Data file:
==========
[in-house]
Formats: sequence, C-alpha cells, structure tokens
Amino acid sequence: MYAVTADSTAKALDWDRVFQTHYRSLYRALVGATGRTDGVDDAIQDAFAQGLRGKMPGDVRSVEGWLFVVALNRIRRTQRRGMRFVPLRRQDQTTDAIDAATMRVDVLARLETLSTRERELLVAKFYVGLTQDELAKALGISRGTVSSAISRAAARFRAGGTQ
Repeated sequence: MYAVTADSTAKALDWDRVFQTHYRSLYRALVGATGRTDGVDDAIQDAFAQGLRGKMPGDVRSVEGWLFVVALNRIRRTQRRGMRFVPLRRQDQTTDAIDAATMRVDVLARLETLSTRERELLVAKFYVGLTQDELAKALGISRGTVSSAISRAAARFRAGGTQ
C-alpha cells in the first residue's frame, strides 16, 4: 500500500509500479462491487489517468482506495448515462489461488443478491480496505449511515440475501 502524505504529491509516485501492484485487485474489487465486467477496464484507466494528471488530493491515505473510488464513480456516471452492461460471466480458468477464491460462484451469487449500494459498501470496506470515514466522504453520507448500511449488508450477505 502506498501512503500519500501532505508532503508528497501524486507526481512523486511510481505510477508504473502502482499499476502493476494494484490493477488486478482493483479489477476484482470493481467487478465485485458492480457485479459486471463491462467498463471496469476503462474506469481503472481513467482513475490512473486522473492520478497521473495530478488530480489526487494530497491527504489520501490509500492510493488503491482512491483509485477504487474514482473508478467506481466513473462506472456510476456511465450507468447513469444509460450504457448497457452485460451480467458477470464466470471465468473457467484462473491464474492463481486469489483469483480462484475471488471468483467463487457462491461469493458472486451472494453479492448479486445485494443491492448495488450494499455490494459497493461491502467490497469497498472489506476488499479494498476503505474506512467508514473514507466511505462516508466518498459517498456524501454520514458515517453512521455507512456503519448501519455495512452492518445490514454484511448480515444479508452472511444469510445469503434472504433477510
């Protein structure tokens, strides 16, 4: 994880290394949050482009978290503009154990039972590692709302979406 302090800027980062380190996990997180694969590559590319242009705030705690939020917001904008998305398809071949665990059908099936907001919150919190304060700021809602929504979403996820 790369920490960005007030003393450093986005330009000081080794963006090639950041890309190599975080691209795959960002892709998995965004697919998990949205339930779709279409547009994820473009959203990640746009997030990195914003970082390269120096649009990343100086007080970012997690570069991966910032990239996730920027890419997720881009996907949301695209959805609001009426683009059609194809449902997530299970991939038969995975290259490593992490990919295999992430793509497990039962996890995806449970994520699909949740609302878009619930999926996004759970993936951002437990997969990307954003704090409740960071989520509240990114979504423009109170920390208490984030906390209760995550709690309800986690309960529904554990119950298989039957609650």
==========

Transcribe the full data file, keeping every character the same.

[in-house]
Formats: sequence, C-alpha cells, structure tokens
Amino acid sequence: MYAVTADSTAKALDWDRVFQTHYRSLYRALVGATGRTDGVDDAIQDAFAQGLRGKMPGDVRSVEGWLFVVALNRIRRTQRRGMRFVPLRRQDQTTDAIDAATMRVDVLARLETLSTRERELLVAKFYVGLTQDELAKALGISRGTVSSAISRAAARFRAGGTQ
Repeated sequence: MYAVTADSTAKALDWDRVFQTHYRSLYRALVGATGRTDGVDDAIQDAFAQGLRGKMPGDVRSVEGWLFVVALNRIRRTQRRGMRFVPLRRQDQTTDAIDAATMRVDVLARLETLSTRERELLVAKFYVGLTQDELAKALGISRGTVSSAISRAAARFRAGGTQ
C-alpha cells in the first residue's frame, strides 16, 4: 500500500509500479462491487489517468482506495448515462489461488443478491480496505449511515440475501 502524505504529491509516485501492484485487485474489487465486467477496464484507466494528471488530493491515505473510488464513480456516471452492461460471466480458468477464491460462484451469487449500494459498501470496506470515514466522504453520507448500511449488508450477505 502506498501512503500519500501532505508532503508528497501524486507526481512523486511510481505510477508504473502502482499499476502493476494494484490493477488486478482493483479489477476484482470493481467487478465485485458492480457485479459486471463491462467498463471496469476503462474506469481503472481513467482513475490512473486522473492520478497521473495530478488530480489526487494530497491527504489520501490509500492510493488503491482512491483509485477504487474514482473508478467506481466513473462506472456510476456511465450507468447513469444509460450504457448497457452485460451480467458477470464466470471465468473457467484462473491464474492463481486469489483469483480462484475471488471468483467463487457462491461469493458472486451472494453479492448479486445485494443491492448495488450494499455490494459497493461491502467490497469497498472489506476488499479494498476503505474506512467508514473514507466511505462516508466518498459517498456524501454520514458515517453512521455507512456503519448501519455495512452492518445490514454484511448480515444479508452472511444469510445469503434472504433477510
């Protein structure tokens, strides 16, 4: 994880290394949050482009978290503009154990039972590692709302979406 302090800027980062380190996990997180694969590559590319242009705030705690939020917001904008998305398809071949665990059908099936907001919150919190304060700021809602929504979403996820 790369920490960005007030003393450093986005330009000081080794963006090639950041890309190599975080691209795959960002892709998995965004697919998990949205339930779709279409547009994820473009959203990640746009997030990195914003970082390269120096649009990343100086007080970012997690570069991966910032990239996730920027890419997720881009996907949301695209959805609001009426683009059609194809449902997530299970991939038969995975290259490593992490990919295999992430793509497990039962996890995806449970994520699909949740609302878009619930999926996004759970993936951002437990997969990307954003704090409740960071989520509240990114979504423009109170920390208490984030906390209760995550709690309800986690309960529904554990119950298989039957609650």